The American Academy of Sleep Medicine advises those who need help beyond this basic “sleep-hygiene” approach to consult a therapist, sleep coach, or other practitioner who can provide a four- to eight-session course of “cognitive behavioral therapy for insomnia,” or CBT-I, which offers other exercises and strategies to further ease the path to deep sleep. The sleep-related services industry itself is a thriving one, with the AASM counting some 11,000 accredited sleep centers and health care professionals among its members—and that would represent only a fraction of the professionals and practices that offer sleep-related services at least as a sideline. A full sleep study at a clinic, where technicians monitor a wired-up patient’s sleep, or lack thereof, can easily run to several thousands of dollars, but may be necessary for a formal diagnosis of sleep apnea.

There is, in fact, one type of gadget that most experts are endorsing—not instead of behavioral approaches like sleep hygiene and CBT-I, but as a way of getting more out of them. That’s sleep trackers, or electronic devices and apps that can monitor how long and deeply users are sleeping, and in some cases point out ways to make improvements. Robbins notes that a 2018 study found that a third of adults were already tracking their sleep with some sort of device, and estimates it’s closer to half now. “Anyone curious about how well they’re sleeping should try one as a first step, before going to get a sleep study,” she says.

The most popular sleep trackers are wearables, usually as watches or wristbands. Market research firm IndustryARC puts the current wearable sleep tracker worldwide market at $3 billion, and PatSnap estimates a 16% annual growth rate for the sleep technology market over the next four years. Wearable trackers typically measure heart rate through optical sensors, and body movement with accelerometers, using the information to infer not only length of sleep time but also how much of the time was spent in deeper stages of sleep. The technique is about 70% accurate in identifying sleep stages, says Conor Heneghan, a scientist who heads sleep research for Fitbit, the wearable manufacturer bought by Google in January. Heneghan notes that compares to about 95% accuracy from a gold-standard sleep-lab EEG reading, which measures electrical activity in the brain through an electrode-studded skullcap.

Fitbit’s companion app offers a range of insights and exercises aimed at boosting sleep—many available with an only $9.99 per month premium subscription—including sleep “scores” that break down different aspects of sleep, recommendations for when to get to bed and when to wake up, deep breathing and mindfulness exercises, and more. “There’s good evidence that these supports do have a positive impact on sleep,” says Heneghan, adding that an earlier Fitbit study suggested the efforts averaged an additional 15 minutes of sleep per night. He says the company is planning on adding in snoring detection, and may down the road be able to identify sleep apnea problems, perhaps even with FDA approval.

Apple, too, provides sleep-support features in its Apple Watch apps, including the ability to set up a custom “wind down” bedtime routine. And wearable maker Whoop offers a $30 per month service that can recommend when you need more or less sleep based on your workouts, screen time, and alcohol and caffeine consumption. The U.S. Navy tested Whoop on its bomb-defusing specialists—talk about stressful jobs—and determined the support added an average of 45 minutes of sleep per night.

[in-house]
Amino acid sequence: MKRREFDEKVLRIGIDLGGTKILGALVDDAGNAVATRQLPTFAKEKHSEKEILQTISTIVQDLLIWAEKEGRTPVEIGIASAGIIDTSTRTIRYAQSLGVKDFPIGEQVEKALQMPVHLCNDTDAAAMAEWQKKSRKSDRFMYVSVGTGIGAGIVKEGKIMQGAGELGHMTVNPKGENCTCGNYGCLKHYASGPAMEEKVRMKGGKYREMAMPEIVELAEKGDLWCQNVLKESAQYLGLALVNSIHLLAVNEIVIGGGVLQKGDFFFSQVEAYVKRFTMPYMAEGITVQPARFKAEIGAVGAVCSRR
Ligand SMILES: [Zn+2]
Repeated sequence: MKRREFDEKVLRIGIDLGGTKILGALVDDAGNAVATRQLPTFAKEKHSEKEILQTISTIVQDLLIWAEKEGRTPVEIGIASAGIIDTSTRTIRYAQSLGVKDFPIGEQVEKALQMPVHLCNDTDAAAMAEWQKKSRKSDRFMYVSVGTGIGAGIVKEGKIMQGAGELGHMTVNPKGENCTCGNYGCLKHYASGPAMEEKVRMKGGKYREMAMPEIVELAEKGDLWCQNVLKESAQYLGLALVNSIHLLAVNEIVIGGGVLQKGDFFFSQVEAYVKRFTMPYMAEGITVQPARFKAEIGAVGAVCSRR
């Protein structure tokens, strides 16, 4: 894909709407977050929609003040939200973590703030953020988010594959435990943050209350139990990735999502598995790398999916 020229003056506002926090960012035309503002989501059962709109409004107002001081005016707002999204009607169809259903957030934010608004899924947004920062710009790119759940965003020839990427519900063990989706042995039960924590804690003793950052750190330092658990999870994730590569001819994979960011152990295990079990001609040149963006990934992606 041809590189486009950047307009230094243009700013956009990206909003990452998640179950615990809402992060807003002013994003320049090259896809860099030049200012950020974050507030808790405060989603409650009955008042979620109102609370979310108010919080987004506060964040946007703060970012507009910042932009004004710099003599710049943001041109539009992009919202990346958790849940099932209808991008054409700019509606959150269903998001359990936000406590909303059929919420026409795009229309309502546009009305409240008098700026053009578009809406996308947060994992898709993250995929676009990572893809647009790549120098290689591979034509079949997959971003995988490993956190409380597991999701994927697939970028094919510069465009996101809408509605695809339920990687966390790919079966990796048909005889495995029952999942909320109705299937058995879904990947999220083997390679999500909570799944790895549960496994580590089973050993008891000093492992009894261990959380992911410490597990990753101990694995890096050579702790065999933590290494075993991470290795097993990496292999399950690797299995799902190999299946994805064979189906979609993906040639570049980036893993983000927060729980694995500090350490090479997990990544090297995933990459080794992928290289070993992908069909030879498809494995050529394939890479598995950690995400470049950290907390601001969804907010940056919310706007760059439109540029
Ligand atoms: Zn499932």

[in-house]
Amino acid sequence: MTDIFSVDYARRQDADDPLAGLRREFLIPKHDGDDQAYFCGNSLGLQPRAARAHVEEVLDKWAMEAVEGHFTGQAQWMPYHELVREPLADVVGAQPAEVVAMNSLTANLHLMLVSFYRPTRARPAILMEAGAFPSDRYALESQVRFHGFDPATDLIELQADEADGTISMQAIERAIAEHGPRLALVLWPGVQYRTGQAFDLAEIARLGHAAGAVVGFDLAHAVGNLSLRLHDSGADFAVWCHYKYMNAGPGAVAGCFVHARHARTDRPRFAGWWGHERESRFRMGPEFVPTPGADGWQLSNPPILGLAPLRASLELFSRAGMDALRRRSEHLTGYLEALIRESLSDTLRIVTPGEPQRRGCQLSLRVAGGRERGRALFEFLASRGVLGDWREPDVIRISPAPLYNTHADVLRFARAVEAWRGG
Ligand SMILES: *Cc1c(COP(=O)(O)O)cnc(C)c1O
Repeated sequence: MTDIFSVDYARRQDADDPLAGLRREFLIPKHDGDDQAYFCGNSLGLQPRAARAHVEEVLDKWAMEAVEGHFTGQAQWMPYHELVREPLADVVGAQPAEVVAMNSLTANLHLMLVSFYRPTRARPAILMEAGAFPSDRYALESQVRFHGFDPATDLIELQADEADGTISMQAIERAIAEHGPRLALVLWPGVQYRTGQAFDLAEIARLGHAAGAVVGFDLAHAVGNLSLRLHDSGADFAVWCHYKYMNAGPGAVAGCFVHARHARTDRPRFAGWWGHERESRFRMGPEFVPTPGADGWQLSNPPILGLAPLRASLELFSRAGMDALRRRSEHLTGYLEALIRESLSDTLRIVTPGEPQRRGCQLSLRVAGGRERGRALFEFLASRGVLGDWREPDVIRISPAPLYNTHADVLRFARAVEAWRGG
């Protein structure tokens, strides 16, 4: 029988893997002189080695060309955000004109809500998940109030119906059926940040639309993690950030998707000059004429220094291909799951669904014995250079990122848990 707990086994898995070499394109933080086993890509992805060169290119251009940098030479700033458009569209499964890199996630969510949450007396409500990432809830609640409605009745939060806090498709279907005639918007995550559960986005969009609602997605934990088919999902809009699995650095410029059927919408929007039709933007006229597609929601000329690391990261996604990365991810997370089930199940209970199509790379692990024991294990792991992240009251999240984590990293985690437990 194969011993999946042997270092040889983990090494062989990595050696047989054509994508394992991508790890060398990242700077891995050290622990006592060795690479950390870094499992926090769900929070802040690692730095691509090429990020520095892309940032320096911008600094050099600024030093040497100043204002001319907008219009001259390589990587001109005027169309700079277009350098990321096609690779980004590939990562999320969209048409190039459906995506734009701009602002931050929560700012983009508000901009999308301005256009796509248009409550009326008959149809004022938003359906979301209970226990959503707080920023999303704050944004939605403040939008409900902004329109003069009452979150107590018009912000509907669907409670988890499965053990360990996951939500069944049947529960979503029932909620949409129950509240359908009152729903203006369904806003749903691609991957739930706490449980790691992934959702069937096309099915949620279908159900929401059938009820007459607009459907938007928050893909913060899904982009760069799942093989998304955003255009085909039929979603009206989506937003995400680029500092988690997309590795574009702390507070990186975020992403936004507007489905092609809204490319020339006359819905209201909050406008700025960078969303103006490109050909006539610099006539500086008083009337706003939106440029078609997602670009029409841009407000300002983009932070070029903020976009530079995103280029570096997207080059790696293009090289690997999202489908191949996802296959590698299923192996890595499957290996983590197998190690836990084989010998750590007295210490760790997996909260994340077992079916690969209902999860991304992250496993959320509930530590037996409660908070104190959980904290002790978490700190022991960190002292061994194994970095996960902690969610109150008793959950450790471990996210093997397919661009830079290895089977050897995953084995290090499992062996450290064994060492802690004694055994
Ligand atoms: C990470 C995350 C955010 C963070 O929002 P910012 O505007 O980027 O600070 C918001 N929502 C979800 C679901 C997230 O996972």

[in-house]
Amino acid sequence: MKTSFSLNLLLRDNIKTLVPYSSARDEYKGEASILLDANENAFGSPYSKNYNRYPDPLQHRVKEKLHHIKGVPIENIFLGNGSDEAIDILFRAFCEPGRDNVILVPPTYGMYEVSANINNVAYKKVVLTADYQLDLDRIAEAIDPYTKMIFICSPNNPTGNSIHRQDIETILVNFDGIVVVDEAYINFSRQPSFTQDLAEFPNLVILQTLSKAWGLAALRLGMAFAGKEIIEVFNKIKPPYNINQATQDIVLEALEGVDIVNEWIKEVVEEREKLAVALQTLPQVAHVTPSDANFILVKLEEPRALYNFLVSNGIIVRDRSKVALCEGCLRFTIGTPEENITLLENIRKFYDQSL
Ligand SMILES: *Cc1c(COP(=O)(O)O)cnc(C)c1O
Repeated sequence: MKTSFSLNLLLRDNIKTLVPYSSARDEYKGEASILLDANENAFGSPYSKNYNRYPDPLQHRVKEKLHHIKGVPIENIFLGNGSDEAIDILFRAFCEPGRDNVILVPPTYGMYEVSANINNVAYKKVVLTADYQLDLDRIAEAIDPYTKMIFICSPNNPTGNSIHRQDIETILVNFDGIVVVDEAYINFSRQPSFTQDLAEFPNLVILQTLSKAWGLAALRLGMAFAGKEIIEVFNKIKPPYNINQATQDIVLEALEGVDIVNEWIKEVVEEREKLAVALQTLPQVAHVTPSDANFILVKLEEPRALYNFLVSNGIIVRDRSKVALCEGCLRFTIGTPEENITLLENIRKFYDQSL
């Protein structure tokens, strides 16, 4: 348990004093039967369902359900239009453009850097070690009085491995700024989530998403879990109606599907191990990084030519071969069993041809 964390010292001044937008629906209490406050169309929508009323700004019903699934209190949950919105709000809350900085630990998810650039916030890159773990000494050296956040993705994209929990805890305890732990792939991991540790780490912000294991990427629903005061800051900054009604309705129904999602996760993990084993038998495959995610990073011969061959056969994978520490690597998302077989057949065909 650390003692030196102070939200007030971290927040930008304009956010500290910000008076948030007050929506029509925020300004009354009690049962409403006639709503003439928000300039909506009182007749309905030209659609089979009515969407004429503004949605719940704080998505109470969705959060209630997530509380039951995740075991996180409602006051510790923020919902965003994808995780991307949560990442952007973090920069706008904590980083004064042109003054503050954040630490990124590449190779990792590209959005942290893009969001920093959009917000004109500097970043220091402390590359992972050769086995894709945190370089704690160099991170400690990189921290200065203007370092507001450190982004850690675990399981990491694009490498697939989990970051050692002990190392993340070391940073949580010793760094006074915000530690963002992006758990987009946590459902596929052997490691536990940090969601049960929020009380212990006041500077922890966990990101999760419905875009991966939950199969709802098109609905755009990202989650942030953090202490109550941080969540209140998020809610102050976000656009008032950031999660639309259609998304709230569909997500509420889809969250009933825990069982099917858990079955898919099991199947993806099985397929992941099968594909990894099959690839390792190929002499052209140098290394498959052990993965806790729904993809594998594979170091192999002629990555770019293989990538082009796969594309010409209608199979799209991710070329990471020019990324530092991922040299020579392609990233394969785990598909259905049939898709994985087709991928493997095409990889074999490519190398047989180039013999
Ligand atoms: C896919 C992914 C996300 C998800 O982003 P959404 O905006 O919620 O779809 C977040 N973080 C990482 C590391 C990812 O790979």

Aside from its Fitbit unit, Google is making a big push into the market by packing a number of sleep-tracking and -promoting features into the latest version of its “Nest Hub” smart speaker-and-screen device. Google’s Udall says the idea for doing so came when the company was surprised to discover that about one out of five Hubs was ending up in the bedroom. Meanwhile, its user surveys indicated the main reason people neglected to stay with sleep-tracking was finding wearables uncomfortable at night, or simply forgetting to put them on. To avoid that friction, the new Hub uses microphone and radar to contactlessly track from bedside what’s happening with the nearest sleeper, including the rising and falling of the chest. “Is there snoring? Are legs kicking? What’s happening in the surrounding environment?” he says. “We have the details waiting for you in the morning, without you having to think about it.” The information is presented in an eight-point report about sleep duration and quality, he adds.

These sorts of gadgets are catching on with consumers, says Julie Ask, principal analyst with Forrester Research, who studies the wearables market. But don’t expect too much from the devices, she adds. “The tech can help with nudges, but people still have to develop the healthy habits,” she says. “It’s best at accelerating good outcomes for those who are already committed to doing that.”

In fact, the gadgets can sometimes cause more problems than they solve, says Eisai’s Moline. “When an app is telling you you’re not sleeping well, it can cause distress,” she says, noting that there’s a medical term for excessive stress about getting enough sleep—orthosomnia—and that smart devices are spurring more cases. On the other hand, a little stress about rest may be just what the sleep doctor ordered, if it leads to a solution that smooths the snooze.